“Let’s go down to the beach and see the waves to-morrow. It’s Saturday, you know, and the waves pile up tremendous in a storm. Who’s for it!” inquired Sid Waters. There was not a White Shield present who was unwilling to go. Some of them, however, went sooner than they expected.
Toward the morning of the next day, Will Somers was aroused by the ringing of a bell. He opened his ears, opened his eyes, and then he sprang out of bed.
“Fire!” he said. “Fire!”
He rushed to a window, threw it up, and put his head out into the black storm, through which echoed the notes of the bell of old St. John’s. They made such an impression it seemed as if they must be living things out in the darkness walking. So strange, so unreal was this, it was a relief to hear the approaching footsteps of somebody who was actually “flesh and blood.”
“Where’s the fire?” asked Will.
“Fire!” said the man, walking leisurely along. “I should think any booby might know this is not the night for a fire, when things are so wet; but it is the night for a wreck, and the feller pullin’ that bell tells me there is one off Gull’s P’int.”
“Is it? I am going, then, and I should think any one but a booby would be going in that direction,” retorted Will, noticing that the man was not moving toward the quarter where the wreck was. The stranger muttered something about knowing his own business best, while Will pulled in his head and slammed down the window.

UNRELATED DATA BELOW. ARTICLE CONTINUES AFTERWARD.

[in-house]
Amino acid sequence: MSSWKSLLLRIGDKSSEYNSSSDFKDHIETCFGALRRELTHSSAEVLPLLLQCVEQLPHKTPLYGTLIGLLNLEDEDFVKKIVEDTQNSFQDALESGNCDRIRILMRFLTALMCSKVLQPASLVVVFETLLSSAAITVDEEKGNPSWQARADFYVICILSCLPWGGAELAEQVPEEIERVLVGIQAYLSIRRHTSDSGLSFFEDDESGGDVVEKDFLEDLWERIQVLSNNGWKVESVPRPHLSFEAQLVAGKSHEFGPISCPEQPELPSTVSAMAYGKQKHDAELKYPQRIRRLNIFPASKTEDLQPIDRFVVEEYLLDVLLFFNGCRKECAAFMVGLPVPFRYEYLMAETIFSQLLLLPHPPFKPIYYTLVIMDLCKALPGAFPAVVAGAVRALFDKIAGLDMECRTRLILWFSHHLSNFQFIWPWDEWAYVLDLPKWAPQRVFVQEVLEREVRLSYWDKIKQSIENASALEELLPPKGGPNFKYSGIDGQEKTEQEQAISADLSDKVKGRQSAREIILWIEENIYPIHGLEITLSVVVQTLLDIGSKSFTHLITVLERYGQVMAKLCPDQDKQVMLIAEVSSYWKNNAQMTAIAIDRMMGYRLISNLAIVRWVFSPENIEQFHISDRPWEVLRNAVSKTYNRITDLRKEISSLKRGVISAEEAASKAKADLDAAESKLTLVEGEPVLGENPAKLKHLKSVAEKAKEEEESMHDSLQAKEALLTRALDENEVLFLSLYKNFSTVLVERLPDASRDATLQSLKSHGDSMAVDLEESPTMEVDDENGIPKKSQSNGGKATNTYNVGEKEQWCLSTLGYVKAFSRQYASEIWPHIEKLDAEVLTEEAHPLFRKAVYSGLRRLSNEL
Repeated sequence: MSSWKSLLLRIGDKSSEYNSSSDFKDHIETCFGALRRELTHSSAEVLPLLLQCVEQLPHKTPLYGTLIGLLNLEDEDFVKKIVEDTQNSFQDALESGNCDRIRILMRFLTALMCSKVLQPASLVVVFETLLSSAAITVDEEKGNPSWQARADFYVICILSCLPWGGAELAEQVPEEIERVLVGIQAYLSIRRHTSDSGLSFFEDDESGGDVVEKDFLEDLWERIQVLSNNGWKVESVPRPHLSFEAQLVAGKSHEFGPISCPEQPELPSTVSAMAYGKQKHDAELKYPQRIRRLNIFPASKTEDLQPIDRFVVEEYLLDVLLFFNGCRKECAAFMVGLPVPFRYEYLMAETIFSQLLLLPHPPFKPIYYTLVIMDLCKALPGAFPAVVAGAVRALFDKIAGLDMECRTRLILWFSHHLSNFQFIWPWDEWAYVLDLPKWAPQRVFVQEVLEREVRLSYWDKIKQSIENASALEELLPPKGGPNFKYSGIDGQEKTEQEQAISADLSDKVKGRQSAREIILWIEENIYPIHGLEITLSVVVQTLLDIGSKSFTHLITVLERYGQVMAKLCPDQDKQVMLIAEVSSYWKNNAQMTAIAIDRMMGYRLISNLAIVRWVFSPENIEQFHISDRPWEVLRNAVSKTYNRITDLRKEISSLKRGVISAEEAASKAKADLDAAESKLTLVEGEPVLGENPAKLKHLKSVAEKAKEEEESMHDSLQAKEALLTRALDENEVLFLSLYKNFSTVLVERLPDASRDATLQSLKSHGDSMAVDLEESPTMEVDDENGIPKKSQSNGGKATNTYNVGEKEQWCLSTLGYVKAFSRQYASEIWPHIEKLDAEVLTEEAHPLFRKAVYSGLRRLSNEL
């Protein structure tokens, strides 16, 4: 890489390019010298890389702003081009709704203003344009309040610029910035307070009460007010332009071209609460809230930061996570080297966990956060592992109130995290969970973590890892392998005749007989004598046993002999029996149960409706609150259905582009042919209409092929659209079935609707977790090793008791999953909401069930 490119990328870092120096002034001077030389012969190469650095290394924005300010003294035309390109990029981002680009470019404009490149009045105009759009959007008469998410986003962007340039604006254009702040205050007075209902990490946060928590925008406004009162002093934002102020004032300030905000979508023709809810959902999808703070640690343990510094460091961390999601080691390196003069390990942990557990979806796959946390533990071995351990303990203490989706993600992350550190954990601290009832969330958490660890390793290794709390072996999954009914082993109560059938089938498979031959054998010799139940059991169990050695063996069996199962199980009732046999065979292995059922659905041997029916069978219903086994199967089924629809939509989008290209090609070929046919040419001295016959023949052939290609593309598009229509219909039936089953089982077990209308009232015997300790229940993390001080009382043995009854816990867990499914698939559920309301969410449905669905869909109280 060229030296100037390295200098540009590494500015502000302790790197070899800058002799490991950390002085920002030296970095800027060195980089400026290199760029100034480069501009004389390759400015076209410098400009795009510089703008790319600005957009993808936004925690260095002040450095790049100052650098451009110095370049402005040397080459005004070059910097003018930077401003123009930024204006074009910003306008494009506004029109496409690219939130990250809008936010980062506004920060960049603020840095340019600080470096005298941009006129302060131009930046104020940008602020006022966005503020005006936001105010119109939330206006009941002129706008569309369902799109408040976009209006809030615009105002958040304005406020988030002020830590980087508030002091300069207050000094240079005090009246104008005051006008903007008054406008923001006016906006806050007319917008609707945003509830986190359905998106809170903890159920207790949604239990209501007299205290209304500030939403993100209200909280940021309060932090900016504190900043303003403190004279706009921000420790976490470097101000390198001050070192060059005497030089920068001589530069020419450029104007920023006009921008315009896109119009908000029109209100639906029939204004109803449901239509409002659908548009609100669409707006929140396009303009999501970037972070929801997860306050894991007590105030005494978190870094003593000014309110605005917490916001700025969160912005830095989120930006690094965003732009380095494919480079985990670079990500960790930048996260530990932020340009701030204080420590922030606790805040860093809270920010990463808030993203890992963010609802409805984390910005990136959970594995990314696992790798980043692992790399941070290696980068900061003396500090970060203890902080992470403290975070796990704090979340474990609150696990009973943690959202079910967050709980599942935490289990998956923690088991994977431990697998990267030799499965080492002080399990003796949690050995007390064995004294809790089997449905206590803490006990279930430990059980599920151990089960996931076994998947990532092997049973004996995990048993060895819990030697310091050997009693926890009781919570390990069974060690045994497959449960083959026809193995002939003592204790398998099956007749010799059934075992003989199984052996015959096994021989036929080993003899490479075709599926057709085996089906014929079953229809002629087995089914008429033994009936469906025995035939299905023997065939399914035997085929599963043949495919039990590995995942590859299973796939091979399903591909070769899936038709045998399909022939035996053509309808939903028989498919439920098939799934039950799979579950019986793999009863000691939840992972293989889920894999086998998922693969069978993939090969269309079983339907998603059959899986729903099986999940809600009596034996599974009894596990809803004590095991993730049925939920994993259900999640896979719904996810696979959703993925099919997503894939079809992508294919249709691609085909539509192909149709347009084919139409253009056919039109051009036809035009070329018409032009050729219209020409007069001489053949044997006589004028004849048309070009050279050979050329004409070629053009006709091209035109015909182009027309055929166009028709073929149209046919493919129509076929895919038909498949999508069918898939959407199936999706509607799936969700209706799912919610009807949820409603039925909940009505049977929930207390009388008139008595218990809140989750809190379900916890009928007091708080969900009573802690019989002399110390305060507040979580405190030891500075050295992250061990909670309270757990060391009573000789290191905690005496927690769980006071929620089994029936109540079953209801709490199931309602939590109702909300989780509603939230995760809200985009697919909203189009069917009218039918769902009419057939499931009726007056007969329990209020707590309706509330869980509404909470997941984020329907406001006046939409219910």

“Charlie!” he said, stepping into the boy’s little chamber after lighting a lamp.
“What is it?” asked Charlie, winking his eyes at the blinding glare of the light.
“Do you want to go with me?”
“To see a wreck.”
“O yes! Just wait a minute and let me ask Aunt Stanshy.”
He groped his way to his aunt’s bedroom.
“Aunt Stanshy, may I go with Will?”
In his eagerness he forgot to mention the object of this midnight expedition. Aunt Stanshy was not thoroughly awake, for the angel of sleep visiting Charlie had touched her eyes also. If awake, she might not have granted the request. The idea went confusedly through her brain that Charlie wanted to sleep with Will.
“Y-e-s,” she murmured, drowsily, and then the angel of sleep had her fully again under his control. Charlie stole down into Will’s room, his clothes on his arm.
“Now, dress quick as you can. Have you an overcoat?”
“Yes, but it is up in Aunt Stanshy’s closet.”
“We don’t want to disturb her again. Here, you put on the cape of my cloak and fold it about you.”
Charlie was proud to be thus enveloped. Will then completed his dressing, and looked like a Cape Codder just arrived from a fishing-smack. He took his young companion by the hand and off they started.
“Who’s that?” asked Will, as they turned from Water Street into Beach Street.